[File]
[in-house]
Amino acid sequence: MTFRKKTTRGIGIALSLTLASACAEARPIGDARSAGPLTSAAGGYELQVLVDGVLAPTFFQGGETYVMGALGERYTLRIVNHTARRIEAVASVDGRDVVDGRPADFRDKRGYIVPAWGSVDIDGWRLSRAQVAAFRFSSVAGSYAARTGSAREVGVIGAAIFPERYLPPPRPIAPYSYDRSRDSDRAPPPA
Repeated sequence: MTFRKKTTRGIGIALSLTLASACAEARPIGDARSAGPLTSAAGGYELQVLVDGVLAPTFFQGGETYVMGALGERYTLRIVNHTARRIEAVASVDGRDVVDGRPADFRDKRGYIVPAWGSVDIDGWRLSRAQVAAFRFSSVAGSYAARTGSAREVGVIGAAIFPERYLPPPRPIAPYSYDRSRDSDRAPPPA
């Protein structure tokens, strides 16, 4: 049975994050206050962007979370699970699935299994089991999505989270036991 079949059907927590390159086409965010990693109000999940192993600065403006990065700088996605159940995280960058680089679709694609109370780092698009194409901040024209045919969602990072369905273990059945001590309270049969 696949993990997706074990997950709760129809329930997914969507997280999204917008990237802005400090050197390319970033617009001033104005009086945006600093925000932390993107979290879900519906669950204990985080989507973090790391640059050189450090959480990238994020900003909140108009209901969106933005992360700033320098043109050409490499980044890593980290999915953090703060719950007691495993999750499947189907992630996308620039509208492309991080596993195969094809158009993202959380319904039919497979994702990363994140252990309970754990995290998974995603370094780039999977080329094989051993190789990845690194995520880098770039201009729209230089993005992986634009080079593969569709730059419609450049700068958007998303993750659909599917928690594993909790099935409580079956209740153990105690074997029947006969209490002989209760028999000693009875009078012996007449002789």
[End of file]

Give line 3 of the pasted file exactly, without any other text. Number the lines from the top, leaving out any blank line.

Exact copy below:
Repeated sequence: MTFRKKTTRGIGIALSLTLASACAEARPIGDARSAGPLTSAAGGYELQVLVDGVLAPTFFQGGETYVMGALGERYTLRIVNHTARRIEAVASVDGRDVVDGRPADFRDKRGYIVPAWGSVDIDGWRLSRAQVAAFRFSSVAGSYAARTGSAREVGVIGAAIFPERYLPPPRPIAPYSYDRSRDSDRAPPPA